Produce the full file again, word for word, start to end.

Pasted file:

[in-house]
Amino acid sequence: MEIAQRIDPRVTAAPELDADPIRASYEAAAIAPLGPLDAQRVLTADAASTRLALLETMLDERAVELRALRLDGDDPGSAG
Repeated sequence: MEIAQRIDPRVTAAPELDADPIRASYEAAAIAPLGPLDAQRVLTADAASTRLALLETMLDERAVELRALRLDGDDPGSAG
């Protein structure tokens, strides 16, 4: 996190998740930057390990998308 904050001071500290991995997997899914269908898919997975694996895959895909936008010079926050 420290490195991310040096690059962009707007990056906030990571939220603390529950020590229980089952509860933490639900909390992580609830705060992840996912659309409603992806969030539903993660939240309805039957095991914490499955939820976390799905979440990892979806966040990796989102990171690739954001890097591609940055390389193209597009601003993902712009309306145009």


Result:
[in-house]
Amino acid sequence: MEIAQRIDPRVTAAPELDADPIRASYEAAAIAPLGPLDAQRVLTADAASTRLALLETMLDERAVELRALRLDGDDPGSAG
Repeated sequence: MEIAQRIDPRVTAAPELDADPIRASYEAAAIAPLGPLDAQRVLTADAASTRLALLETMLDERAVELRALRLDGDDPGSAG
């Protein structure tokens, strides 16, 4: 996190998740930057390990998308 904050001071500290991995997997899914269908898919997975694996895959895909936008010079926050 420290490195991310040096690059962009707007990056906030990571939220603390529950020590229980089952509860933490639900909390992580609830705060992840996912659309409603992806969030539903993660939240309805039957095991914490499955939820976390799905979440990892979806966040990796989102990171690739954001890097591609940055390389193209597009601003993902712009309306145009």